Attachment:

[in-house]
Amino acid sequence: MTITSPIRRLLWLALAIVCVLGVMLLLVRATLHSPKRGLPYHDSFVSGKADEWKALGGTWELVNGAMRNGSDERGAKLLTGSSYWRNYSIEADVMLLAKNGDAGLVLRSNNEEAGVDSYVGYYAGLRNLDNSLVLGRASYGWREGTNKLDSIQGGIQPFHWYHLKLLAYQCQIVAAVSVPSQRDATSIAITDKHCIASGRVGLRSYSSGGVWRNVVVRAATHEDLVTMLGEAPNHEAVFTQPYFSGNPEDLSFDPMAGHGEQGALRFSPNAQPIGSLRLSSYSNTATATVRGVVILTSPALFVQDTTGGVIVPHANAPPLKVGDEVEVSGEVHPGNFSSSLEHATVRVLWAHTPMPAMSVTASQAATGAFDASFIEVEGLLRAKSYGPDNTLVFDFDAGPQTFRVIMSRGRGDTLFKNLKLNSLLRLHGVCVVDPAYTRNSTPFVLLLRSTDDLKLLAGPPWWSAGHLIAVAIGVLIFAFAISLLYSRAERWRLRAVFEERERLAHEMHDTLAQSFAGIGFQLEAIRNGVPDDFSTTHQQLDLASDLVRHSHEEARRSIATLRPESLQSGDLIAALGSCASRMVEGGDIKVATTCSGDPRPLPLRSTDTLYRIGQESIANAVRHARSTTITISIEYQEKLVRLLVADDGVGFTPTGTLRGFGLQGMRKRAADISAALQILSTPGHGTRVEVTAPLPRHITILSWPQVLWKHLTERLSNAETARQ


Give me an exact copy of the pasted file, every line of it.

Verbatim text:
[in-house]
Amino acid sequence: MTITSPIRRLLWLALAIVCVLGVMLLLVRATLHSPKRGLPYHDSFVSGKADEWKALGGTWELVNGAMRNGSDERGAKLLTGSSYWRNYSIEADVMLLAKNGDAGLVLRSNNEEAGVDSYVGYYAGLRNLDNSLVLGRASYGWREGTNKLDSIQGGIQPFHWYHLKLLAYQCQIVAAVSVPSQRDATSIAITDKHCIASGRVGLRSYSSGGVWRNVVVRAATHEDLVTMLGEAPNHEAVFTQPYFSGNPEDLSFDPMAGHGEQGALRFSPNAQPIGSLRLSSYSNTATATVRGVVILTSPALFVQDTTGGVIVPHANAPPLKVGDEVEVSGEVHPGNFSSSLEHATVRVLWAHTPMPAMSVTASQAATGAFDASFIEVEGLLRAKSYGPDNTLVFDFDAGPQTFRVIMSRGRGDTLFKNLKLNSLLRLHGVCVVDPAYTRNSTPFVLLLRSTDDLKLLAGPPWWSAGHLIAVAIGVLIFAFAISLLYSRAERWRLRAVFEERERLAHEMHDTLAQSFAGIGFQLEAIRNGVPDDFSTTHQQLDLASDLVRHSHEEARRSIATLRPESLQSGDLIAALGSCASRMVEGGDIKVATTCSGDPRPLPLRSTDTLYRIGQESIANAVRHARSTTITISIEYQEKLVRLLVADDGVGFTPTGTLRGFGLQGMRKRAADISAALQILSTPGHGTRVEVTAPLPRHITILSWPQVLWKHLTERLSNAETARQ